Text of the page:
This $50 rocket can break the sound barrier and travel more than a mile high

A cardboard craft that can satisfy the need for speed? Sign us up.

Sputnik 1’s 98-minute jaunt around the planet in 1957 ignited a passion for space among amateur rocketeers that endures today. ­Models slake our thirst for thrust without billion-dollar budgets. But while their small combustible motors offer plenty of lift, they typically sacrifice ­either altitude or acceleration. The Apogee Aspire can deliver both for around $60.

Weight: 1 ounce A cardboard fuselage and ­hollow nose cone minimize the 29-inch missile’s weight to maxi­mize efficiency. Sanding down the laser-cut balsa fins creates smooth edges that reduce drag.

Max height: 1 mile+ Choose a slow-burning motor to push the Apogee more than a mile high. A metallic ribbon attached with a Kevlar cord (which also secures the nose cone) makes it easy to track across the sky and recover after landing.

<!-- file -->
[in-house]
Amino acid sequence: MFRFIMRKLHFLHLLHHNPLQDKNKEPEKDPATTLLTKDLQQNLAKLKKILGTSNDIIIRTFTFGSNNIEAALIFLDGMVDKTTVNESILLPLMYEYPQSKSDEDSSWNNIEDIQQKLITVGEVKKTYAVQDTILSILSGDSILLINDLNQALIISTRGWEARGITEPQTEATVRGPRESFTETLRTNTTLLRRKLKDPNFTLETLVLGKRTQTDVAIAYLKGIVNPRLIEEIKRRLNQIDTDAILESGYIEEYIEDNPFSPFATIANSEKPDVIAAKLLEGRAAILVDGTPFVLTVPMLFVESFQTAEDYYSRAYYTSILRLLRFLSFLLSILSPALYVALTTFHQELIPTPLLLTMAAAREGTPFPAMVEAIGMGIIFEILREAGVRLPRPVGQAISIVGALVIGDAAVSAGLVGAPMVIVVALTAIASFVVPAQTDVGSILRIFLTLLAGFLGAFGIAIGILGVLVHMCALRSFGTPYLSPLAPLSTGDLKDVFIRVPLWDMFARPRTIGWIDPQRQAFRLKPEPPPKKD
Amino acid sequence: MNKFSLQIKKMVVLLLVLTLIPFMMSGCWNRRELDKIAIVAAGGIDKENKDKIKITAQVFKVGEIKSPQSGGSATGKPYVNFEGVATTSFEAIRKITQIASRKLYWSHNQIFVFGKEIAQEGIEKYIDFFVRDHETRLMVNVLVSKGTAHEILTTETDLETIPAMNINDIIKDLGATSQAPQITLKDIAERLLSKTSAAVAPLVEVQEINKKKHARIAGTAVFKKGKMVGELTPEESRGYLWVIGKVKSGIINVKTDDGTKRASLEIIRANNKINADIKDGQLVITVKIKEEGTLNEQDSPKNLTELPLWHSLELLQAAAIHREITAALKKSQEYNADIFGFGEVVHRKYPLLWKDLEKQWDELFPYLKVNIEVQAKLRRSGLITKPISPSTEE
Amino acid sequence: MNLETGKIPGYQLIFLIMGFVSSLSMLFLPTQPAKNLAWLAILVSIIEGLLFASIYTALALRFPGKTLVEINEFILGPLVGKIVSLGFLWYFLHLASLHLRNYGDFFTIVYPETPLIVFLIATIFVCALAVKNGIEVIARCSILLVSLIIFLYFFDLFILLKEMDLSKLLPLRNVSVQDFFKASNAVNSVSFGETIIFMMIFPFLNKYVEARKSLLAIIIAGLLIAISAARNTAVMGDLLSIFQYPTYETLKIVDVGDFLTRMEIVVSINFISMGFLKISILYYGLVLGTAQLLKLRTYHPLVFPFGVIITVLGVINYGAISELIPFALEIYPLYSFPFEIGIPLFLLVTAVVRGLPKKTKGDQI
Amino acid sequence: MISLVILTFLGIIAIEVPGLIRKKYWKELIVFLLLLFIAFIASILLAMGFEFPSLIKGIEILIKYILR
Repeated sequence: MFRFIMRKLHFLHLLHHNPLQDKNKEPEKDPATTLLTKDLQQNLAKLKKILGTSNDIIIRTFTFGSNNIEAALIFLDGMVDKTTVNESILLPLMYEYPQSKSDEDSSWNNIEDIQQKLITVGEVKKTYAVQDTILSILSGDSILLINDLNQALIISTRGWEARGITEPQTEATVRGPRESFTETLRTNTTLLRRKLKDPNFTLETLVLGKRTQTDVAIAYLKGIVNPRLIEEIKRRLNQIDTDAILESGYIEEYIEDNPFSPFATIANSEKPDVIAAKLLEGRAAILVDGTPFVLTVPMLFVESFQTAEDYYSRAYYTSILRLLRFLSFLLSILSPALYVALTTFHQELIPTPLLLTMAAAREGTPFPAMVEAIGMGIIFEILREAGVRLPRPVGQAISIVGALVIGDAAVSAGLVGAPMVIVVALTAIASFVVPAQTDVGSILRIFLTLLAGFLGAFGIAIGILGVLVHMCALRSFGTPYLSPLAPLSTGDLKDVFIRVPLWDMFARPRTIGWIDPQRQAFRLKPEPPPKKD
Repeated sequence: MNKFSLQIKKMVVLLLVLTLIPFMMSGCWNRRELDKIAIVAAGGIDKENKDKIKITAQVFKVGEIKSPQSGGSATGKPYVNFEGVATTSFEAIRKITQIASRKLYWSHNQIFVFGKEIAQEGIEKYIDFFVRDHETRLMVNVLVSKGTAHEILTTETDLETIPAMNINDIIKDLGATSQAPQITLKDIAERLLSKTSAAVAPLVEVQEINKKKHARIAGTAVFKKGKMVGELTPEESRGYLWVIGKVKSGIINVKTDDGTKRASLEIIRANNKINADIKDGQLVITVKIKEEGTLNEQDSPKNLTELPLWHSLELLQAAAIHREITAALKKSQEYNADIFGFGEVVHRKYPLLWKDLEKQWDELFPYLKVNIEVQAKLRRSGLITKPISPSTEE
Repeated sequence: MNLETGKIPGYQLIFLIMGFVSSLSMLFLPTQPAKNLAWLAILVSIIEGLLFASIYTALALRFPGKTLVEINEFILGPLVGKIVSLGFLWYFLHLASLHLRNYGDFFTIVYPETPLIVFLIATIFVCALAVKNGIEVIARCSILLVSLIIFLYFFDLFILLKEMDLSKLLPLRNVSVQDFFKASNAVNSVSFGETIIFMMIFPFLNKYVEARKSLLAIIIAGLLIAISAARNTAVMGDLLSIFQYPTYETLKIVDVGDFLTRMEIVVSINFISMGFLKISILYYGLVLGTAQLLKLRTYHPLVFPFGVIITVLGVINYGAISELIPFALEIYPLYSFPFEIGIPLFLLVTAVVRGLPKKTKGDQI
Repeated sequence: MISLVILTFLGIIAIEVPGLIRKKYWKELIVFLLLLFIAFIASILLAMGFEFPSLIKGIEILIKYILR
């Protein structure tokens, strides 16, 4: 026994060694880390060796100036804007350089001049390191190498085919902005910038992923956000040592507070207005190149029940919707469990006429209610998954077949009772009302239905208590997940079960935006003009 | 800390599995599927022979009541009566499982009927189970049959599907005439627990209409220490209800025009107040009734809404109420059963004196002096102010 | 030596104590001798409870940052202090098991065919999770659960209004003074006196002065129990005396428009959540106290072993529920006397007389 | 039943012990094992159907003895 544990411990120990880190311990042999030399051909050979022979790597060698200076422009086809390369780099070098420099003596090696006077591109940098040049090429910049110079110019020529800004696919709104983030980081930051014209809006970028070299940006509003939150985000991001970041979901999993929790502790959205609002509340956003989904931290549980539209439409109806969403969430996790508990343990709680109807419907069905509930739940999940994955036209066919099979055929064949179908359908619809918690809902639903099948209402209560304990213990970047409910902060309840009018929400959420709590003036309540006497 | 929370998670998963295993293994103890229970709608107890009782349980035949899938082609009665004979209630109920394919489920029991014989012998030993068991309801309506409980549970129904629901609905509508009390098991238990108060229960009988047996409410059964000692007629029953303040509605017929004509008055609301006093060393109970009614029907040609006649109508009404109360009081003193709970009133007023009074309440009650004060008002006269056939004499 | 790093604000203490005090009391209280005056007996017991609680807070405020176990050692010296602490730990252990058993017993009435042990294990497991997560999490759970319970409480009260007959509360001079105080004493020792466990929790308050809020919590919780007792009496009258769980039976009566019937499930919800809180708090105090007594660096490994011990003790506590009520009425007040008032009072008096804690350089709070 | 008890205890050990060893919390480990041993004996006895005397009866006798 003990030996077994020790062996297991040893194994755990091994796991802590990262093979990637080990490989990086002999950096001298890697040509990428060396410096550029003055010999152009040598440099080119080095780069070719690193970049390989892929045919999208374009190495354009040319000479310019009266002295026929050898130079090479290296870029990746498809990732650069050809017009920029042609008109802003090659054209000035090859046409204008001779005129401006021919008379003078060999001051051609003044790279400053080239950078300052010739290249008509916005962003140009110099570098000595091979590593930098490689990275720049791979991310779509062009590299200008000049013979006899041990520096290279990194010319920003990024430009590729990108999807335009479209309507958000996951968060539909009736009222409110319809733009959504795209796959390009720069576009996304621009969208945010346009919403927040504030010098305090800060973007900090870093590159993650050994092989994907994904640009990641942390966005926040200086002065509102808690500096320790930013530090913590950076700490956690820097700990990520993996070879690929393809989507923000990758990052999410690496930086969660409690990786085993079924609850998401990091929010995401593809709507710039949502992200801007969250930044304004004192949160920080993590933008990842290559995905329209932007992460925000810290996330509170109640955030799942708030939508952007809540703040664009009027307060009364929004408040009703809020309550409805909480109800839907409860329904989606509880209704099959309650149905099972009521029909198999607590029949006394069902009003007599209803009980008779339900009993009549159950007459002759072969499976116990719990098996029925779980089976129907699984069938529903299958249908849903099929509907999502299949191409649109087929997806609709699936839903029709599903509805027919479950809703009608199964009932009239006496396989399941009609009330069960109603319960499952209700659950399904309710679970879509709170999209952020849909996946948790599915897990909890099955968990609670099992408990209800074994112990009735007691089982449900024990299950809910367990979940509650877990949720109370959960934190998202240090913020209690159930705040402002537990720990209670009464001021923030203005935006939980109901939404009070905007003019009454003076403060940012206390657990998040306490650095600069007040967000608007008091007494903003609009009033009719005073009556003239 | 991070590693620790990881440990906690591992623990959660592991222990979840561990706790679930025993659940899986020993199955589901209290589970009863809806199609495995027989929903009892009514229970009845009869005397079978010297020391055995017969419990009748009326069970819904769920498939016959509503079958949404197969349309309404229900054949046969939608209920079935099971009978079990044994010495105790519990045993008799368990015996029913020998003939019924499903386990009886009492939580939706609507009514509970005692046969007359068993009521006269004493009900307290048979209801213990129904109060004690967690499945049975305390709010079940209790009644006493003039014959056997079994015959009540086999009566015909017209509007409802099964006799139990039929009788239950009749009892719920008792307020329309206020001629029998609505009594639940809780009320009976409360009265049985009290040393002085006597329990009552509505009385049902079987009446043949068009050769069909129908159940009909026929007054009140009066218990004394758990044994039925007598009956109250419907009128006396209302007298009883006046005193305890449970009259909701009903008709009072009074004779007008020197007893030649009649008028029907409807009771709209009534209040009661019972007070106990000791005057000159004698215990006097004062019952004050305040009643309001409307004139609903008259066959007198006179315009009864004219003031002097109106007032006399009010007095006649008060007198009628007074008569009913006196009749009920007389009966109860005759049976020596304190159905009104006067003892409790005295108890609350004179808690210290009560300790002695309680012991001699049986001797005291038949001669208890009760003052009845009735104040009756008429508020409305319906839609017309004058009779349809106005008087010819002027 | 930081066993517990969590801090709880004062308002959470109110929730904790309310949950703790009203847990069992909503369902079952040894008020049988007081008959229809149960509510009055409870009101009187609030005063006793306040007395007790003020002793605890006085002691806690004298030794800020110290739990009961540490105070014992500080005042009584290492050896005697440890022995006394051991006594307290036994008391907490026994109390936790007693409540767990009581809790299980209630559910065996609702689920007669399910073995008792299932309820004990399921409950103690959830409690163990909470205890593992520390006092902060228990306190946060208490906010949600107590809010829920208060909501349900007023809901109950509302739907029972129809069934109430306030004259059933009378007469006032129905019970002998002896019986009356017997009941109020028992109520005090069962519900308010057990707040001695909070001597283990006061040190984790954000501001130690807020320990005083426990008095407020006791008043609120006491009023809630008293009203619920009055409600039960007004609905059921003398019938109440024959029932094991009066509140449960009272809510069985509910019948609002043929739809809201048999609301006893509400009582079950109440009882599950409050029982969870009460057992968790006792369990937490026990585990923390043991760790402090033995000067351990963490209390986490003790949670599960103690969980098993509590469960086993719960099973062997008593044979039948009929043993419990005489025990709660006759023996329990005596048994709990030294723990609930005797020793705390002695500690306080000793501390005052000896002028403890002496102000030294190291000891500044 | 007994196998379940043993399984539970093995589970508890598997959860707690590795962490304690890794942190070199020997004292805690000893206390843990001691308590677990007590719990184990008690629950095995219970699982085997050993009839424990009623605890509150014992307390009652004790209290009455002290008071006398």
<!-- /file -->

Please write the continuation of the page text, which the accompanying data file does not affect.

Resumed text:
Speed: Mach 1+ With a hotter, faster-burning fuel source, the Aspire easily exceeds the speed of sound. It hits Mach 1 as it passes 200 feet, creating a sonic boom on its way toward the heavens.

This story originally published in the Out There issue of Popular Science.

Claire Maldarelli
Claire Maldarelli

is the Science Editor at Popular Science. She has a particular interest in brain science, the microbiome, and human physiology. In addition to Popular Science, her work has appeared in The New York Times, Scientific American, and Scholastic’s Science World and Super Science magazines, among others. She has a bachelor’s degree in neurobiology from the University of California, Davis and a master’s in science journalism from New York University's Science, Health, and Environmental Reporting Program. Contact the author here.